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Falling Flat

He looked to me as he took a seat. Seven am in the dining hall is always this way, all horizontals. Lines starting, ending, still straight over the scattered tables, boxed chairs, flat utensils. I pick up the paper cut out of a fork, put it on my two dimensional tray, take a seat.

He looked to me as he took a seat. I know what it is like to be without courage. Advertisers will say you can get those things in a breakfast cereal. They lie.

He looked to me as he took a seat. He had a single bowl of cheerios and glass of milk. He didn’t have a tray or plate or piles of wasteful foods.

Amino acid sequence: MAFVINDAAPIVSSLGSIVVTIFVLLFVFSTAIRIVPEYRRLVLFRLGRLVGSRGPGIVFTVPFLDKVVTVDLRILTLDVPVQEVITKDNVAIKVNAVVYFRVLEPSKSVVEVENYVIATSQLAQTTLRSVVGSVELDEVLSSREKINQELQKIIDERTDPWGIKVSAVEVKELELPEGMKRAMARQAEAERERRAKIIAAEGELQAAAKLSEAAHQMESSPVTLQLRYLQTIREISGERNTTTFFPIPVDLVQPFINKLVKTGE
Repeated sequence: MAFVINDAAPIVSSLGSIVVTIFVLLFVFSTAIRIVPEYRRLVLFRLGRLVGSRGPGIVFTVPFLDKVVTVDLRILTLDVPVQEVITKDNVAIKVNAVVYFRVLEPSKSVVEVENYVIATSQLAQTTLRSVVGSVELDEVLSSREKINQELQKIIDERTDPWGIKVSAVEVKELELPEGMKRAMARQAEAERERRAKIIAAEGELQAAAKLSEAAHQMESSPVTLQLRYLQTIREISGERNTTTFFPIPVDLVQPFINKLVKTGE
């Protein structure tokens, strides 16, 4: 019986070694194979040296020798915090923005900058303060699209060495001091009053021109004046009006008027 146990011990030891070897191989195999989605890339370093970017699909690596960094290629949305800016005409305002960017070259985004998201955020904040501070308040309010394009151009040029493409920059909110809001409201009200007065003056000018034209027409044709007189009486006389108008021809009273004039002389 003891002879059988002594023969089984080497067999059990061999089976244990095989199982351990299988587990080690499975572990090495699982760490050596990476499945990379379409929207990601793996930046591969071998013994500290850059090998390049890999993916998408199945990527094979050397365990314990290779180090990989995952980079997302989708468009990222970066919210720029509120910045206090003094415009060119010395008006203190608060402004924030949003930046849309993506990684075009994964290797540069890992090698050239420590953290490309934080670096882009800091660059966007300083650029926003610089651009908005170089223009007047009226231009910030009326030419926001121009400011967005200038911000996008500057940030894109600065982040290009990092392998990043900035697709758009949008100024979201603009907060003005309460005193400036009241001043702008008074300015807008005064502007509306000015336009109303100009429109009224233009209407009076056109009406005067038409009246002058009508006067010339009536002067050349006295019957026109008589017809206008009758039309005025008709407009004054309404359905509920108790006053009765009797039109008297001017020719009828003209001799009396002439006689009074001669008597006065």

He looked to me as he took a seat. But in the second of our eyes meeting, and in seeing that here was someone I would love to know, I faltered. The carefully built up courage, the captain crunch cereal and its three dimensional cylinders, the seat closest to his table but furthest from him.

He looked to me as he took a seat…and didn’t look to me again. Because I was the vertical, and I fell before his very eyes to fear, to failure. He stood, and all that was left to the horizontal planes, a cheerio.




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